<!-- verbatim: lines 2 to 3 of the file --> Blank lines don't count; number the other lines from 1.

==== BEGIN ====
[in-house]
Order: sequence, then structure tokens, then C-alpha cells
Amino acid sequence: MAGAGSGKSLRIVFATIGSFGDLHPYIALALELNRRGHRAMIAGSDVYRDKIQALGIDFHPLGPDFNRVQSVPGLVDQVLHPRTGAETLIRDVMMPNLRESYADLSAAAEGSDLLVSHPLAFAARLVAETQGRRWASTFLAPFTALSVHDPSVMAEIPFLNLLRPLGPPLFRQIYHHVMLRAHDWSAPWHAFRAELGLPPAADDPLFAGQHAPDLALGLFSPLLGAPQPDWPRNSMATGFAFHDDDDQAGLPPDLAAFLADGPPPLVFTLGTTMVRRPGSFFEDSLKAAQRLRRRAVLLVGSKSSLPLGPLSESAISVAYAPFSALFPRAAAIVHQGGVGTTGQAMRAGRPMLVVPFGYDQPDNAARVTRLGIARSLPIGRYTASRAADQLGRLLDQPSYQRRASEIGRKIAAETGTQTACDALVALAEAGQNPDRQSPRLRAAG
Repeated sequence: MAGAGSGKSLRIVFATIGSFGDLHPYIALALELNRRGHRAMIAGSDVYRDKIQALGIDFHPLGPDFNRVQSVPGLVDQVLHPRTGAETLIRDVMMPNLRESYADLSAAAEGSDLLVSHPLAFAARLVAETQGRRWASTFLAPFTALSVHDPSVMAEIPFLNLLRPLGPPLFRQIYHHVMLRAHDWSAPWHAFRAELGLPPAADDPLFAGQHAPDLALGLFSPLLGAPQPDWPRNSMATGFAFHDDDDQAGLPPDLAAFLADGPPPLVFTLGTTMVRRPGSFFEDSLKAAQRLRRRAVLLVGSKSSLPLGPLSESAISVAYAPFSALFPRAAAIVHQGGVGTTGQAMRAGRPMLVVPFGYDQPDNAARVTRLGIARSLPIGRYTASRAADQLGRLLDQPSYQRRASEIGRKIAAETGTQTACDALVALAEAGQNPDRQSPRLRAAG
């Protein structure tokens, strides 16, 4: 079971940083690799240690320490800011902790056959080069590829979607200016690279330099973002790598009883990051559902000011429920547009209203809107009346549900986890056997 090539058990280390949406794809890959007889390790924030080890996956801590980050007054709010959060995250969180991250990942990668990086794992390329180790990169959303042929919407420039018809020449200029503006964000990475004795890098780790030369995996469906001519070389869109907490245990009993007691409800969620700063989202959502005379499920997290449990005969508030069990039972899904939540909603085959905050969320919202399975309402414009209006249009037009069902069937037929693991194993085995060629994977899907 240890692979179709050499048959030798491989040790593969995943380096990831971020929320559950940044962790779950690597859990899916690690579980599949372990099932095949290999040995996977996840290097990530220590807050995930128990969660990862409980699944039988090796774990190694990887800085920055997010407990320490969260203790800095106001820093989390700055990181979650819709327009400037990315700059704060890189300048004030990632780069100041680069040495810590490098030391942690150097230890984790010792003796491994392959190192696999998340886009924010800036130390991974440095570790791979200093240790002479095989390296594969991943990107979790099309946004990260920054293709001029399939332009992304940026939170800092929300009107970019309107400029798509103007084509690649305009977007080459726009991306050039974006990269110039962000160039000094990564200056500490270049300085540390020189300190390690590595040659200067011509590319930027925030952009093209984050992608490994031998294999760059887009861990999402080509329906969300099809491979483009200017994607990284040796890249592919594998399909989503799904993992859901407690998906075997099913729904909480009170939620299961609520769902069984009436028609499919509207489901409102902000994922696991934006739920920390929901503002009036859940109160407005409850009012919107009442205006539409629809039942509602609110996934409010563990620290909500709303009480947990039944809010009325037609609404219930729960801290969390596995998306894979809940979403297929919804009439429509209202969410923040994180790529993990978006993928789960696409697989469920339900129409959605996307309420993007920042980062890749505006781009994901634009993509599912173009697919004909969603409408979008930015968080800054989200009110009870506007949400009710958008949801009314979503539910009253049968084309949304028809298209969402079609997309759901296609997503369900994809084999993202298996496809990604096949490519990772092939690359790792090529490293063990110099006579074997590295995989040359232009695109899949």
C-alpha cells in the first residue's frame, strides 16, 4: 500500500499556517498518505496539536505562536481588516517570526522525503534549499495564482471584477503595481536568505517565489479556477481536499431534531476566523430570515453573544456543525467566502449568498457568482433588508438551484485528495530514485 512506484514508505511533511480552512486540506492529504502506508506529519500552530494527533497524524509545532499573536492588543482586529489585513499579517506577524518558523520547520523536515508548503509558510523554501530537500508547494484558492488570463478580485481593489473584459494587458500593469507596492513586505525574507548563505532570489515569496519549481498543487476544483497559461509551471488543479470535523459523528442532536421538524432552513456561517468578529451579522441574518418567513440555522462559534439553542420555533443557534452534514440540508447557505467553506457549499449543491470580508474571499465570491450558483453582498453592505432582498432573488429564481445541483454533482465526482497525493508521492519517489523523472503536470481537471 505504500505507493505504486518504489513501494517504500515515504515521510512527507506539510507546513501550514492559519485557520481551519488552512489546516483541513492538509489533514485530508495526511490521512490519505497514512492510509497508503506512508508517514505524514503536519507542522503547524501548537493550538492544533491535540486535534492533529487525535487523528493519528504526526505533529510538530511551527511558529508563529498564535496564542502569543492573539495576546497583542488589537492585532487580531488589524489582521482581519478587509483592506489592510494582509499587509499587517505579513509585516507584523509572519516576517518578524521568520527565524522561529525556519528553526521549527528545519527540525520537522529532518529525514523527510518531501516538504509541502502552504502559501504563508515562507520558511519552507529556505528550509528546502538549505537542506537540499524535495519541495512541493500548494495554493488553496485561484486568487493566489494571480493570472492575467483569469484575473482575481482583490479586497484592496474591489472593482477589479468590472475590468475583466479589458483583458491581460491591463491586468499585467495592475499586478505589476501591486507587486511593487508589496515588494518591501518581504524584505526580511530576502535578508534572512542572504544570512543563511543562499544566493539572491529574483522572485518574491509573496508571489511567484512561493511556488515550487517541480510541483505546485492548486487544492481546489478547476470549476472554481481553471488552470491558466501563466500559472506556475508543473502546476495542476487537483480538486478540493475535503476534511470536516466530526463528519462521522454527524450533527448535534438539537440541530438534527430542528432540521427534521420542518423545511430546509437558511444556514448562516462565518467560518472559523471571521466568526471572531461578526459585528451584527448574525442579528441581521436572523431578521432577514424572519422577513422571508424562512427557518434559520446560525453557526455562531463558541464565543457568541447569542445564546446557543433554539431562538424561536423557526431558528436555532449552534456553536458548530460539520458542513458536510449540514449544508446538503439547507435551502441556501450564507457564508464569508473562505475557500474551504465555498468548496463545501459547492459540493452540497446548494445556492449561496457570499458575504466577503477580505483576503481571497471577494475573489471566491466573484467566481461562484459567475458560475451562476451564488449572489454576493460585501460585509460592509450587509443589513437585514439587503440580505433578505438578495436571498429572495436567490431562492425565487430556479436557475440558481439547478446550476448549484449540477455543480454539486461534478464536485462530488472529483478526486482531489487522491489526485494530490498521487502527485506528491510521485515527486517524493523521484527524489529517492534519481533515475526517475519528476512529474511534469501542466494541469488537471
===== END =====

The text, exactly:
Order: sequence, then structure tokens, then C-alpha cells
Amino acid sequence: MAGAGSGKSLRIVFATIGSFGDLHPYIALALELNRRGHRAMIAGSDVYRDKIQALGIDFHPLGPDFNRVQSVPGLVDQVLHPRTGAETLIRDVMMPNLRESYADLSAAAEGSDLLVSHPLAFAARLVAETQGRRWASTFLAPFTALSVHDPSVMAEIPFLNLLRPLGPPLFRQIYHHVMLRAHDWSAPWHAFRAELGLPPAADDPLFAGQHAPDLALGLFSPLLGAPQPDWPRNSMATGFAFHDDDDQAGLPPDLAAFLADGPPPLVFTLGTTMVRRPGSFFEDSLKAAQRLRRRAVLLVGSKSSLPLGPLSESAISVAYAPFSALFPRAAAIVHQGGVGTTGQAMRAGRPMLVVPFGYDQPDNAARVTRLGIARSLPIGRYTASRAADQLGRLLDQPSYQRRASEIGRKIAAETGTQTACDALVALAEAGQNPDRQSPRLRAAG